An Inuit hunter travels by snowmobile across the frozen sea. Photo taken from Stories from Our Land – Nippaq, a documentary short directed by Qajaaq Ellsworth in 2011.

Programs

Fall 2018

This fall, the NFB Film Club offers viewers four programs, featuring new documentary and animation releases for the general public and one shorts program for children. One of these programs is part of Aabiziingwashi (#WideAwake): NFB Indigenous Cinema on Tour, consisting of films from the NFB’s exceptional collection of 250+ Indigenous-made works—the stories of our land, told by First Nations, Métis and Inuit filmmakers from every region of the country.

We hope you enjoy these cinematic treasures. Happy viewing!

Aabiziingwashi (#WideAwake): NFB Indigenous Cinema on Tour

A program of seven fascinating short docs and animated films by Indigenous filmmakers: Asinnajaq’s Three Thousand, Nyla Innuksuk’s Breaths, Christophe Auchter’s The Mountain of SGaana, Louise BigEagle’s To Wake Up the Nakota Language, Jay Cardinal Villeneuve’s Holy Angels, Caroline Monnet’s 360 Degrees and Katherena Vermette and Erika MacPherson’s this river.

Other documentary programs

Mathieu Roy’s The Dispossessed is an impressionistic journey that sheds light on the daily strife of the world’s hungry farming class. The film examines the mechanisms by which farmers are falling into a tragic cycle of despair, debt and dispossession.

Charles Officer’s Unarmed Verses presents a thoughtful and vivid portrait of a community facing imposed relocation. At the centre of the story is an astute and luminous 12-year-old Black girl, who provides a voice for those rarely heard.

When death haunts a high school in the Moncton area in the late 1990s, everyone is forever transformed. In 1999, a gentle, moving film, director Samara Grace Chadwick re-immerses herself in the memories still lurking there. Available as of November 2018.

Children’s program

The whole family will have fun discovering these seven shorts—six animations and one documentary—that explore various themes, and employ a range of techniques. A fun and charming program: Lina Gagnon’s A Family for Maria, Bernard Longpré’s Dimensions, Don White’s How Do They Put the Centres in Chocolates?, Brian Duchscherer’s Glasses, Co Hoedeman’s Matrioska, Janet Perlman’s The Tender Tale of Cinderella Penguin and Patrick Péris’ Nadine, a new release.

For more details on NFB Film Club programming, and to watch clips from the films, click HERE.

The NFB Film Club is a turnkey initiative created specifically for public libraries. It grants free access to new and thought-provoking documentaries as well as award-winning and entertaining animation for the whole family.

For more information on the NFB Film Club, contact

Florence François | 514-283-8953 | f.francois@nfb.ca

Spring 2018

Come April, the NFB Film Club is sending a breath of fresh air your way with its spring 2018 lineup of films. We’ve put together six programs featuring many captivating new releases on timely topics: five programs for the general public (documentaries) and one for kids (animation and one fiction film). One of these programs is part of the screening series Aabiziingwashi (#WideAwake): NFB Indigenous Cinema on Tour, which offers films from the NFB’s exceptional collection of 250+ Indigenous-made works. Happy viewing!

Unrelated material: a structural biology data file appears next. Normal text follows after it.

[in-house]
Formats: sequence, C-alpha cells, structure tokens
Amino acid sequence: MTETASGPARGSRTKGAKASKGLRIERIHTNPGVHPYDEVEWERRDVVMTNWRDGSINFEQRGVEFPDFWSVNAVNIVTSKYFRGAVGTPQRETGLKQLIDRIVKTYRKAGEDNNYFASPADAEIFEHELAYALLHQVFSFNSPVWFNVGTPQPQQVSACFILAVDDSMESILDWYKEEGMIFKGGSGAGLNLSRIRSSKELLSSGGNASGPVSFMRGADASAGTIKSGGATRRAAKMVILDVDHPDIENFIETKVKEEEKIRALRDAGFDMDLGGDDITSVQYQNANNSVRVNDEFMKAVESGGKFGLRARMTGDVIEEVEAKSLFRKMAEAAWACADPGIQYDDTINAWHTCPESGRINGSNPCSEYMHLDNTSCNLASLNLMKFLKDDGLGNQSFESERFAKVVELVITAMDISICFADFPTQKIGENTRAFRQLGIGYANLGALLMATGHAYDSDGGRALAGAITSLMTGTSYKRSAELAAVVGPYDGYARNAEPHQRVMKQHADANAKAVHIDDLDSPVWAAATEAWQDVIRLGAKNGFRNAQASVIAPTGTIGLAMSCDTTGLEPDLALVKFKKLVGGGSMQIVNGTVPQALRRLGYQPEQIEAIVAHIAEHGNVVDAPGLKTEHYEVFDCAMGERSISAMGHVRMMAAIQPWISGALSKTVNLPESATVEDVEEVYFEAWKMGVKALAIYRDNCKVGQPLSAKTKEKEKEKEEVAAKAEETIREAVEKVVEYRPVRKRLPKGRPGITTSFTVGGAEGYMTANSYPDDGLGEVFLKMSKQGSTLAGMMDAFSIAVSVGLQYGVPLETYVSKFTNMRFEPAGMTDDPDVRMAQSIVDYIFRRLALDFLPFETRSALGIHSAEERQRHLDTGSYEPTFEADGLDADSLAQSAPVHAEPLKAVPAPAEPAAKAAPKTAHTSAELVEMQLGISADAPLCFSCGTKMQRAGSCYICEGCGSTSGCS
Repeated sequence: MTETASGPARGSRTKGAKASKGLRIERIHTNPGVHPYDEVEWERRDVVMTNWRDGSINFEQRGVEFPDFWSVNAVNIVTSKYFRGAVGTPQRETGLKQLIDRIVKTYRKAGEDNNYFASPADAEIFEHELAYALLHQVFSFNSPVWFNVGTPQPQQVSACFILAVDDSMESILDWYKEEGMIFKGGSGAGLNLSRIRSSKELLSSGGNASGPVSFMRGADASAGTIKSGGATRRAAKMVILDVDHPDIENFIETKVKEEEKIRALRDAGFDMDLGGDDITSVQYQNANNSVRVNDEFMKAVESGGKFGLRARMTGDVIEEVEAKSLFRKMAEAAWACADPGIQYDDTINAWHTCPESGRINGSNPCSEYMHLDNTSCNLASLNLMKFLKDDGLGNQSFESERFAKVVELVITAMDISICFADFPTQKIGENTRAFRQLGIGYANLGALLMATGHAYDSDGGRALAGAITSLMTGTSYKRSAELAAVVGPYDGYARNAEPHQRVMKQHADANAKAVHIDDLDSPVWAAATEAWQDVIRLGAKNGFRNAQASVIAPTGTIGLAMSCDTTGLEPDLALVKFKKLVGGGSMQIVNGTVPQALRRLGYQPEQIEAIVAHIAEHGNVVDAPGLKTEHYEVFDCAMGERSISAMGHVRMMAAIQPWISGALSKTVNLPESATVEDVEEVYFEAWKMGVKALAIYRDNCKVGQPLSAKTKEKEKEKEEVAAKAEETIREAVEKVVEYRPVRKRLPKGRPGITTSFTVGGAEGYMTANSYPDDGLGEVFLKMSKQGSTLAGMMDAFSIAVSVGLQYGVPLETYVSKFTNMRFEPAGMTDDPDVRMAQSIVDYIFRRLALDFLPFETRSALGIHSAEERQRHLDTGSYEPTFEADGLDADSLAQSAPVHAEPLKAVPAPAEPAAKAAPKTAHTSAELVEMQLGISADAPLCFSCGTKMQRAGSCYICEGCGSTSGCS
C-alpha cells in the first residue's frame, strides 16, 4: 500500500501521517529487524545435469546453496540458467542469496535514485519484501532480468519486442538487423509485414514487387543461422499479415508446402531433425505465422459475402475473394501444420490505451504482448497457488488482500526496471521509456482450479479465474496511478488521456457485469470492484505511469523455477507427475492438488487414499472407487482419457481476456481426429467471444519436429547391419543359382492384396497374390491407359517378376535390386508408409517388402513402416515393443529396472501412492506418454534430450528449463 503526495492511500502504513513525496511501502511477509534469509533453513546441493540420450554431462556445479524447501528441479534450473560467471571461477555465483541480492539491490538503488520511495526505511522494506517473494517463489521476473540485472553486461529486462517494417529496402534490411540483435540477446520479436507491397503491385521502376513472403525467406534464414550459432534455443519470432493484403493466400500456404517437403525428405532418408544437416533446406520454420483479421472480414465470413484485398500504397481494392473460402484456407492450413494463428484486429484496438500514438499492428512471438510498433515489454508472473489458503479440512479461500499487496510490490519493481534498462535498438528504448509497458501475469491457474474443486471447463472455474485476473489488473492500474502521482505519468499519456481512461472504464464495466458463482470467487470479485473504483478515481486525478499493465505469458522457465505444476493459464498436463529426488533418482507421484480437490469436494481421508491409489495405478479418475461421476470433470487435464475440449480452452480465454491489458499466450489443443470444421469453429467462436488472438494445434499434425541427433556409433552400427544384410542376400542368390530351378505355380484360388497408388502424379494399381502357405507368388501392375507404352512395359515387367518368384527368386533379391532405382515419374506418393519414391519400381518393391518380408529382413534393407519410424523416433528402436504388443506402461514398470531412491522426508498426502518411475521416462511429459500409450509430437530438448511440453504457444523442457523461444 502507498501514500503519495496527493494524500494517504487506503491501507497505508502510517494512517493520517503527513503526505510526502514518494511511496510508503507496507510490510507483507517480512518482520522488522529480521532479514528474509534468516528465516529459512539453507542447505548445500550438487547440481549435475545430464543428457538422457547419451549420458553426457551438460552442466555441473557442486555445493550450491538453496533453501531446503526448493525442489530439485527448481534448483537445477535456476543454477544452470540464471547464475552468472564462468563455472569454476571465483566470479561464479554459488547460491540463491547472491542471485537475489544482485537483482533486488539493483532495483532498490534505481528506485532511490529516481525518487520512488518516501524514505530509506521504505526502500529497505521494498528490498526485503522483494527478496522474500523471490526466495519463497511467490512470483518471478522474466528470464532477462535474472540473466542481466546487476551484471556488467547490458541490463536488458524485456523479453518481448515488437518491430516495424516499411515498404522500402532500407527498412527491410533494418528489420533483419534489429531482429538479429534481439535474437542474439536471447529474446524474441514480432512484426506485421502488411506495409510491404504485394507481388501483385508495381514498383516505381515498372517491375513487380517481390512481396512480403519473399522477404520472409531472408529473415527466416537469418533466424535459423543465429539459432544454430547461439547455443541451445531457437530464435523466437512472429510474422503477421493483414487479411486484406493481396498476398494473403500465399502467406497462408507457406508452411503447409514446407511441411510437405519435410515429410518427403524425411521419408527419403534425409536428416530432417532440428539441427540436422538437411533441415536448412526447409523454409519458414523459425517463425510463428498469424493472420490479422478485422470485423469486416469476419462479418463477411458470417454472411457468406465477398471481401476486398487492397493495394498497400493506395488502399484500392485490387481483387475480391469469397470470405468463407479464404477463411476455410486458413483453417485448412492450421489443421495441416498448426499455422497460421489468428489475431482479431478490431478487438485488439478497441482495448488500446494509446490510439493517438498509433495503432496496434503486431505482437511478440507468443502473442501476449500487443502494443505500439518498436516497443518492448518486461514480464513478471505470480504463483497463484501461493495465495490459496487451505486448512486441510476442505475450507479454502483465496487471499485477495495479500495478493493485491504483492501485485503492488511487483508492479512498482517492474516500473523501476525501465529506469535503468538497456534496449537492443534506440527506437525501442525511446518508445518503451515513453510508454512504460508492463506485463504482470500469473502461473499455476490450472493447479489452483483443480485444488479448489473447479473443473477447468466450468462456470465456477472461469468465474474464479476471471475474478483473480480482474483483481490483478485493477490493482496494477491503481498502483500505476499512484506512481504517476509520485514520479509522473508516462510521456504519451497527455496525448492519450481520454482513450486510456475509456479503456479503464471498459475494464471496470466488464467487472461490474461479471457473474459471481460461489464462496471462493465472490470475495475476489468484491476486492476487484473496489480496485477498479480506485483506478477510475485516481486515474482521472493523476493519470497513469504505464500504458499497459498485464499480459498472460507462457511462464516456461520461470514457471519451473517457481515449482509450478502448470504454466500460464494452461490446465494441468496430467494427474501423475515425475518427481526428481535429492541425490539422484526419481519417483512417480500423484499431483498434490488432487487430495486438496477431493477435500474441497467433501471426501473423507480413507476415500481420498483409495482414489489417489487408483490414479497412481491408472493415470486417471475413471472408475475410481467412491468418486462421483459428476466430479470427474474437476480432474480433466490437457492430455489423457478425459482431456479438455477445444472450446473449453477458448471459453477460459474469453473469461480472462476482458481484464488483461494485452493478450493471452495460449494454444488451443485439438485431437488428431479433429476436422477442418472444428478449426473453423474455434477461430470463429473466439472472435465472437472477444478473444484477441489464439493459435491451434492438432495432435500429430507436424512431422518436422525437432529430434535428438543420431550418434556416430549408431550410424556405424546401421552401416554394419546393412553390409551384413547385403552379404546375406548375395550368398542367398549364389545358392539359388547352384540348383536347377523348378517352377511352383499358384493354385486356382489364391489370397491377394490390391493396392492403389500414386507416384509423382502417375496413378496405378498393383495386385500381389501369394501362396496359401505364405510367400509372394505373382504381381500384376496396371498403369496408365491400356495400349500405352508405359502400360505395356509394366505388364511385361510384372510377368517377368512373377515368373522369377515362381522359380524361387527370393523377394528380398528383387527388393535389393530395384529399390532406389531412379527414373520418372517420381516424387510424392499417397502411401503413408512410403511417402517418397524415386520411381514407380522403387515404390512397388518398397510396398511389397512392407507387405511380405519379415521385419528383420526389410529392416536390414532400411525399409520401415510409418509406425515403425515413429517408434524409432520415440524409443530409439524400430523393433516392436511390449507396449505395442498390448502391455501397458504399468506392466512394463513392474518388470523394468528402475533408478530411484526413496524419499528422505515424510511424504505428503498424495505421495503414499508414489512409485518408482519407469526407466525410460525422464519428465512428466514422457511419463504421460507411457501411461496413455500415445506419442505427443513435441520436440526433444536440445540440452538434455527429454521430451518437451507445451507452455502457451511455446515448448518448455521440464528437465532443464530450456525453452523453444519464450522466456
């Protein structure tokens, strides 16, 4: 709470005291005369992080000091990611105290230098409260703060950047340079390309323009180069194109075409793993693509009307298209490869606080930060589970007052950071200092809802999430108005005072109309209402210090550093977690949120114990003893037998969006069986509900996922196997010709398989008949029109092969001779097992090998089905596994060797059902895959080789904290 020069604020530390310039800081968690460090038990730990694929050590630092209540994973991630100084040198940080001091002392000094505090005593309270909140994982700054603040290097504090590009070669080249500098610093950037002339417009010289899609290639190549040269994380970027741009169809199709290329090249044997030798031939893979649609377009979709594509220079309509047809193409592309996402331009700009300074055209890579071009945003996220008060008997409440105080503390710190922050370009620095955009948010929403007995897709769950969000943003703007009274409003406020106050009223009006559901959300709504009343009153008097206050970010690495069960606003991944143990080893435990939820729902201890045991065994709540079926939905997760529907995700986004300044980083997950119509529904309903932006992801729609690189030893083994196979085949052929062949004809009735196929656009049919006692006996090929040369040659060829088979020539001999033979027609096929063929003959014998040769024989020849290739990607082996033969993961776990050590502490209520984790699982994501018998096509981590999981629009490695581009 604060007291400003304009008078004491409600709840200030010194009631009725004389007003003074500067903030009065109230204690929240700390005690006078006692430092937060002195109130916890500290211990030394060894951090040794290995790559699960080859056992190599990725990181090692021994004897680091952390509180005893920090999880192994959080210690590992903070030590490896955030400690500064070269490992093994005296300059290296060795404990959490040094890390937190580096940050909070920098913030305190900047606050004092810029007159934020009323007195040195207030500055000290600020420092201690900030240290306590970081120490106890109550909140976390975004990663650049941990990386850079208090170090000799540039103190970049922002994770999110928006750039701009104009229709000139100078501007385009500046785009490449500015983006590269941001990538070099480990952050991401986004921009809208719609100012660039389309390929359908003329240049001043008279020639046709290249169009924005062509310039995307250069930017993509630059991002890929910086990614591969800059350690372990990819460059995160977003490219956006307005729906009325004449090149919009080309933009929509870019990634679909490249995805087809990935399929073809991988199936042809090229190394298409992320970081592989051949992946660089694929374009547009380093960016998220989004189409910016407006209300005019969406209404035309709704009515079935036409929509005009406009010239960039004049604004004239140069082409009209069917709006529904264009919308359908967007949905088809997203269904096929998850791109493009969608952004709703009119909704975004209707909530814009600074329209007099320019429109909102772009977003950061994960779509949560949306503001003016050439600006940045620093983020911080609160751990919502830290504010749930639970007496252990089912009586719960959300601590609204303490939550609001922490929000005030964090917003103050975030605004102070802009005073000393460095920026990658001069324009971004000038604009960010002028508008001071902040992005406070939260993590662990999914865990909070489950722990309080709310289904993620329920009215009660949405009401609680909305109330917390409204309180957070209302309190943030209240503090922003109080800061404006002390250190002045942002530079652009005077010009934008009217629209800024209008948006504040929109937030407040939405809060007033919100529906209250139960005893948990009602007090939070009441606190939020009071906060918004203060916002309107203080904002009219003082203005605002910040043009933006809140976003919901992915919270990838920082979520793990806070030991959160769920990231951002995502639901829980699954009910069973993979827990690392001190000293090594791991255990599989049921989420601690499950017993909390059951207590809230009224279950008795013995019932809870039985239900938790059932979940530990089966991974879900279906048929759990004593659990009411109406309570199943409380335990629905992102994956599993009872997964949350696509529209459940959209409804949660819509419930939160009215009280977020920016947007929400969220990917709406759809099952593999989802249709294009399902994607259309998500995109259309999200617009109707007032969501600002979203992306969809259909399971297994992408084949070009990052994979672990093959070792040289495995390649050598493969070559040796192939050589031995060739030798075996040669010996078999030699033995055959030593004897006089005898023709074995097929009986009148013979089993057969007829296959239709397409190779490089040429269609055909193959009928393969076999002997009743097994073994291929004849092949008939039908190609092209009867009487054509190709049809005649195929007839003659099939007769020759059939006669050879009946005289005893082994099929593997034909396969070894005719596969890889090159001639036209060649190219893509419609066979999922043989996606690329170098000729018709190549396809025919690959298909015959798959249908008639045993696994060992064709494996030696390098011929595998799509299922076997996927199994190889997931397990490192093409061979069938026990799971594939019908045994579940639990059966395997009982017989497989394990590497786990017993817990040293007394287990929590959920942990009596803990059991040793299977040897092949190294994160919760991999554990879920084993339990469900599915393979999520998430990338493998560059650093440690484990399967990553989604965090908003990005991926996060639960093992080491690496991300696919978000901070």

Aabiziingwashi (#WideAwake): NFB Indigenous Cinema on Tour

Our People Will Be Healed, Alanis Obomsawin’s 50th film, reveals how the Cree community in Norway House, Manitoba, has been enriched through the power of education. This documentary conveys a message of hope, showing that in an appropriate school environment, one that incorporates their people’s history, language and culture, Indigenous youth can realize their dreams.

Other programs for general audiences

Attiya Khan and Lawrence Jackman’s A Better Man records a series of intimate conversations between a former couple, Steve and Attiya (the co-director), who lived through two years of domestic abuse. This gripping doc infuses new energy and possibility into the movement to end violence against women.

Niobe Thompson’s Memento mori is an evocative cinematic journey alongside the living and the dying. With remarkable access to Canada’s busiest organ-transplant hospital, the doc brings to the screen a human drama never-before captured on film. We witness one of the most profound experiences in any human life: the loss of a child, and the agonizing decision this tragedy demands.

Zaynê Akyol’s Gulîstan, Land of Roses follows the female fighters of the Kurdistan Workers’ Party (PKK) as they battle for a more just democracy in the Middle East. These women are the revolutionary future of a people, and the hidden face of a highly mediatized war: the female, feminist face in the war against ISIS, the armed militants of the so-called Islamic State group.

Santiago Bertolino’s Freelancer on the Front Lines follows the journey of freelance reporter Jesse Rosenfeld through the Middle East, showing us the region’s thorny geopolitical realities and exploring how a reporter’s job has changed in the age of the Internet. From Egypt to Turkey and Iraq by way of Israel and Palestine, the documentary captures the ups and downs of an independent and unconventional kind of journalism.

Children’s program

These seven specially selected shorts (six animations and one fiction) will entertain the whole family with their fun, colourful adventures and touching stories: Eva Cvijanović’s Hedgehog’s Home and Chris Auchter’s The Mountain of SGaana (both new releases); Co Hoedeman’s Ludovic: A Crocodile in My Garden; Les Drew’s The Dingles; Sheldon Cohen’s I Want a Dog; Munro Ferguson’s How Dinosaurs Learned to Fly; and Thomas Vamos’s The Juggler.

For more details on NFB Film Club programming, and to watch clips from these films, click HERE.

Previous seasonal programs still available: